GCI team makes big strides to close digital divide in rural Alaska
ANCHORAGE, Alaska – While much of the conversation around connectivity in the state has focused on high-profile mega projects, GCI’s Alaska Plan buildout – and the hard-working team that supports it – has taken big steps toward closing the digital divide in 2021, albeit with less fanfare. Approximately 27,500 Alaskans this year have benefitted from GCI’s aggressive internet and wireless network projects that have improved service in 17 rural communities.
This year, 11 communities now have faster wireless service through LTE upgrades, including Kodiak, Nome, Valdez, Kotzebue, Tok, Dillingham, Manokotak, Aleknagik, Clark’s Point, Becker Ridge, and Fritz Creek. Additionally, six communities have terrestrial internet service for the first time: Nikolai, Lime Village, Rampart, Central, Takotna, and Lake Minchumina.
“No matter if you’re dealing with the weather, travel logistics, supply chain issues, COVID-related safety protocols, or one of the dozens of other variables at play, building and improving networks in Alaska is challenging, even on its best day,” said Senior Director of GCI Regulatory Affairs Juliana Wayman. “Despite those challenges, our team wasn’t deterred. Carefully but efficiently navigating any roadblocks or red tape that came our way, we were able to get every site on time – some even a little ahead of schedule.”
Since 2016, 79,000 rural Alaskans in 105 communities have gained faster data speeds and improved broadband access because of GCI’s investments, which were supported by the Alaska Plan.
“At GCI, there’s no shortage of impactful projects that change the lives of Alaskans, and I’m proud to be part of a company and a team that puts significant focus on Alaska’s small, remote communities,” said Wayman. “In fact, this year we even brought new internet service to a community that’s home to a little more than 30 residents for the first time. That commitment to connecting all Alaskans, and not just cherry picking those in the state’s larger communities, is what GCI is all about.”
The Alaska Plan, adopted by the FCC in August 2016, provides federal funds to Alaska’s telecommunications providers in order to augment investment in rural wireless and internet service upgrades. Federal funding helps make rural investment and maintenance possible in extremely remote, costly, and difficult-to-serve communities. GCI, along with other Alaska providers, receives a portion of Alaska Plan funding each year.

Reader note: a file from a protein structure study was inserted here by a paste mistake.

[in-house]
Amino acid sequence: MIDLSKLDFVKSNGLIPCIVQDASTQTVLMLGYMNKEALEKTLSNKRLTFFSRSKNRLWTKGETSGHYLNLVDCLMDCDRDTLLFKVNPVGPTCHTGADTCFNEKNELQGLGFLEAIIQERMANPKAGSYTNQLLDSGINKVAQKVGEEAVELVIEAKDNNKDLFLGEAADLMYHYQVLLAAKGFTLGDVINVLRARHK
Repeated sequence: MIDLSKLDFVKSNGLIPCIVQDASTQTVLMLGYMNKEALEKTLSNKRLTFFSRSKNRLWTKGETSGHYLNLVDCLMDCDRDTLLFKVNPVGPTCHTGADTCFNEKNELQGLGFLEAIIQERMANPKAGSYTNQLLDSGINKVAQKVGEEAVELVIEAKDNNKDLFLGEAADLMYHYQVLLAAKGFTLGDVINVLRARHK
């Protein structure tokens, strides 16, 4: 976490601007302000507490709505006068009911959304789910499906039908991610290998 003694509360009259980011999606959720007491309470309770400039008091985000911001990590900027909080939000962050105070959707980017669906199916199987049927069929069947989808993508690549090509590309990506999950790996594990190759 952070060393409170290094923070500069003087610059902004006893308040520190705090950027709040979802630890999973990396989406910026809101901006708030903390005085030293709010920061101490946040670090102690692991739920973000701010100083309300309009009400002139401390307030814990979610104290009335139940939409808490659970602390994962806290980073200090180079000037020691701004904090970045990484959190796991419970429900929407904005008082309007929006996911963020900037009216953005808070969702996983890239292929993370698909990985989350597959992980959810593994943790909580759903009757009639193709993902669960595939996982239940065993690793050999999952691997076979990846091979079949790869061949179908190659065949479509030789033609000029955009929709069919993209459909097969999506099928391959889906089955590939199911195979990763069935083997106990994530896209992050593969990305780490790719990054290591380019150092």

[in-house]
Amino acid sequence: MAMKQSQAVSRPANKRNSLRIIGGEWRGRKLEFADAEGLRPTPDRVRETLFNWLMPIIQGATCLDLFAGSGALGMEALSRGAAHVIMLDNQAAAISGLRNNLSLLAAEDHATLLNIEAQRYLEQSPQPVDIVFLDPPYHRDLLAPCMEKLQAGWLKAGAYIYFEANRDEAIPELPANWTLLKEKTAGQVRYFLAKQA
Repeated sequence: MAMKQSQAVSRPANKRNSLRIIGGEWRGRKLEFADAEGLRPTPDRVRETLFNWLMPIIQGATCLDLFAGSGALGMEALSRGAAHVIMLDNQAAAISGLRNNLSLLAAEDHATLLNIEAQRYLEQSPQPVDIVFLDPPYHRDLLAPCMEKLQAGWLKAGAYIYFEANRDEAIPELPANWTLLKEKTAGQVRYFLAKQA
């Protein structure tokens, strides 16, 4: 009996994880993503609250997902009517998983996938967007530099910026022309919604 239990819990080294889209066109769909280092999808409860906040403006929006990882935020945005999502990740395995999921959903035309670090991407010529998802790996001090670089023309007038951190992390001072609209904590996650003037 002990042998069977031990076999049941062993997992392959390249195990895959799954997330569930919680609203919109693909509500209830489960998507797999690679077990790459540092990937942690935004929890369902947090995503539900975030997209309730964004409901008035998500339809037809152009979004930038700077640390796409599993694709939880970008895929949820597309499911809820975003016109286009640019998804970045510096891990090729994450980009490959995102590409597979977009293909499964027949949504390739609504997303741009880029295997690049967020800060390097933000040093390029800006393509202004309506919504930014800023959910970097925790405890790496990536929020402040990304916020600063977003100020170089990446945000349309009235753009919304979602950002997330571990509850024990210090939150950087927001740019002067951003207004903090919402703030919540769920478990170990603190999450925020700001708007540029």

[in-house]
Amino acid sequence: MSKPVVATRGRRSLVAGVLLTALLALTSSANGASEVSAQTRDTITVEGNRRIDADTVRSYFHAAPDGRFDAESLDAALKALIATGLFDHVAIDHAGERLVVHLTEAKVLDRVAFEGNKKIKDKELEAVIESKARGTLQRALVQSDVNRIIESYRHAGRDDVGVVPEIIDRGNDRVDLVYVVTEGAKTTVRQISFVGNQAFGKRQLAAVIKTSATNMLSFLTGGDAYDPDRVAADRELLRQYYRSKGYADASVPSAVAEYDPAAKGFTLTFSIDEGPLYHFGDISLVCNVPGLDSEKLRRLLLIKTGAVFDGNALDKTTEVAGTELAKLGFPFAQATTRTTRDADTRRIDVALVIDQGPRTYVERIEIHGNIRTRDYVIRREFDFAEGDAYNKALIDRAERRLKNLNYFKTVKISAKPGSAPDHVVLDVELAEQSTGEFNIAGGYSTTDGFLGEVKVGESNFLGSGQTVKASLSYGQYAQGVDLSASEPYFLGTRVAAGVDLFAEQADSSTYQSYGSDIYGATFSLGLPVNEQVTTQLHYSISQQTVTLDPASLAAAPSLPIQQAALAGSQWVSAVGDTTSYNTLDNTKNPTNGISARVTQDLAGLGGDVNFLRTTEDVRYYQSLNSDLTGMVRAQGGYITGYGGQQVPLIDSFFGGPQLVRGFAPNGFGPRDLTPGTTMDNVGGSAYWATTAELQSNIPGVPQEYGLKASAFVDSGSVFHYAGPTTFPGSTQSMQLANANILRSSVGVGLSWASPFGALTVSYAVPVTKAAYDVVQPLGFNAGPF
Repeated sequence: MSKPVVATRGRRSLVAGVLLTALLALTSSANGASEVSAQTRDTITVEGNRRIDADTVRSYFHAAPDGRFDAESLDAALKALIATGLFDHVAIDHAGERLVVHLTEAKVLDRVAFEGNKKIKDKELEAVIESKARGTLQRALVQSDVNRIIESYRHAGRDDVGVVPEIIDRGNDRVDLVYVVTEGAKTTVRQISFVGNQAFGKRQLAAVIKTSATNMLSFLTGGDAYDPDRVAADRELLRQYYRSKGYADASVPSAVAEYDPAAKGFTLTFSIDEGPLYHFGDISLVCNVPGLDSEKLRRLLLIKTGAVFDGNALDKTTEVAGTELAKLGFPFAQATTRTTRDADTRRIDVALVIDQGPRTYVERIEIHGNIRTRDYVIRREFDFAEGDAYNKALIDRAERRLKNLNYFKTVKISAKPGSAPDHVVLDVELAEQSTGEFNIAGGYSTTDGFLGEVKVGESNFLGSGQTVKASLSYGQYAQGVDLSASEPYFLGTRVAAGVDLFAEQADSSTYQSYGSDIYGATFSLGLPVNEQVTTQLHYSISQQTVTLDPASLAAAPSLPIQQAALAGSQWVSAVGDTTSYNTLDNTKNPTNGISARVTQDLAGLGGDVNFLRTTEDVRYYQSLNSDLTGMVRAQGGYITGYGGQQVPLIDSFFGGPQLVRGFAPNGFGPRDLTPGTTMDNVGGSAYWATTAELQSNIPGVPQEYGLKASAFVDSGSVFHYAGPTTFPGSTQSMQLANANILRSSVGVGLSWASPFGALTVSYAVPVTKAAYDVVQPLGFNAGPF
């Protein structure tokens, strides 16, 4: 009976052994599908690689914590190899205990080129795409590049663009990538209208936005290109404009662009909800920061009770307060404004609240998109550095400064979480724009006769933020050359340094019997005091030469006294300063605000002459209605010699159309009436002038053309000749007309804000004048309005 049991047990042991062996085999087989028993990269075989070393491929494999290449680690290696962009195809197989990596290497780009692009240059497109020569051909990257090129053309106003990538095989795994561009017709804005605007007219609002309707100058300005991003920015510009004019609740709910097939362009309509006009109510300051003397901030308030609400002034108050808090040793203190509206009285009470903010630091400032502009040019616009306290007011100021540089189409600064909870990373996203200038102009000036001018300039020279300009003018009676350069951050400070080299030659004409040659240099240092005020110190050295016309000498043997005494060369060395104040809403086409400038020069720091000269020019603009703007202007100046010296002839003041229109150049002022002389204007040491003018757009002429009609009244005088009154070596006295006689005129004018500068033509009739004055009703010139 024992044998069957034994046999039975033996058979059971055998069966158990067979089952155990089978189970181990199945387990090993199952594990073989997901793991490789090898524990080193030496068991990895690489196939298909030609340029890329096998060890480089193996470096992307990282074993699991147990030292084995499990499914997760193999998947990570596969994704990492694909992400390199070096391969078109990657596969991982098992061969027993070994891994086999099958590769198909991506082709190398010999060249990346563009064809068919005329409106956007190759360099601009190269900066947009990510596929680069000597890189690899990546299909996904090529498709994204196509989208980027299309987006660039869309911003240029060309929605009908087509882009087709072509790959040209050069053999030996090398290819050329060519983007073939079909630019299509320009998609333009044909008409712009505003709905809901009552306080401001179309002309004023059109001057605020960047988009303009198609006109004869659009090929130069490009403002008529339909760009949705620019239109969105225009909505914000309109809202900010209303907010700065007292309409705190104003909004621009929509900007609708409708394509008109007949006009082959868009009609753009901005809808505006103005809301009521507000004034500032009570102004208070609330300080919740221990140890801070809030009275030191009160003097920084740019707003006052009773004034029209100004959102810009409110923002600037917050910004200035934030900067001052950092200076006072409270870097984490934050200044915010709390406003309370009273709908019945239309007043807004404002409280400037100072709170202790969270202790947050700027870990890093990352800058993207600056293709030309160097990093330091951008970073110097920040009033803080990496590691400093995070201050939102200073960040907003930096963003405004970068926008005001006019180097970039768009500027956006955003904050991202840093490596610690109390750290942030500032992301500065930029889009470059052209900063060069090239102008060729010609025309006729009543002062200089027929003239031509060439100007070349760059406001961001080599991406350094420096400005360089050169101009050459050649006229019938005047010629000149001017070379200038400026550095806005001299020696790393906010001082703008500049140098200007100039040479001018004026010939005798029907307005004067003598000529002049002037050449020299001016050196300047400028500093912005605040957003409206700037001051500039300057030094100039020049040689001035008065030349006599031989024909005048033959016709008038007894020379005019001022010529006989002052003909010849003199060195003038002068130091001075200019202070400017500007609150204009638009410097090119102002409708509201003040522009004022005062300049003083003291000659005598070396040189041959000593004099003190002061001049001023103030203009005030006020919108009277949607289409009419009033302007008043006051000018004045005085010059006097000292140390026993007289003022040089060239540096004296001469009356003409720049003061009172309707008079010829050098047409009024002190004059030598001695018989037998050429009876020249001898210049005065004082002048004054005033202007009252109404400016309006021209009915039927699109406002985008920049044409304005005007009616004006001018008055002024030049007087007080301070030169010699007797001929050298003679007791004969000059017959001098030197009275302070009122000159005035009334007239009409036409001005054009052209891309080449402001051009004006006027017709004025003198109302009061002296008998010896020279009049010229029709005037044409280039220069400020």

“Meeting the deadlines of our aggressive Alaska Plan buildout schedule this year was truly a companywide effort. From permitting, leasing, and compliance to engineering, project management, and our techs on the ground, everyone stepped up to ensure the job got done,” said Senior Vice President of GCI Law & Corporate Advocacy and General Counsel Becky Windt Pearson. “With our dedicated team, we ensure GCI continues to be a good steward of federal funding, as we make investments where others either cannot or will not as we work to improve connectivity in a state unlike any other.”
For more information about GCI’s Alaska Plan investment, visit: https://www.gci.com/about/alaska-plan.
Headquartered in Alaska, GCI provides data, mobile, video, voice and managed services to consumer, business, government, and carrier customers throughout Alaska, serving more than 200 communities. The company has invested more than $3 billion in its Alaska network and facilities over the past 40 years and recently launched true standards-based 5G NR service in Anchorage, now the nation’s northernmost 5G service area. Learn more about GCI at www.gci.com. GCI is a wholly owned subsidiary of Liberty Broadband Corporation (Nasdaq: LBRDA, LBRDK, LBRDP). Learn more about Liberty Broadband at http://www.libertybroadband.com.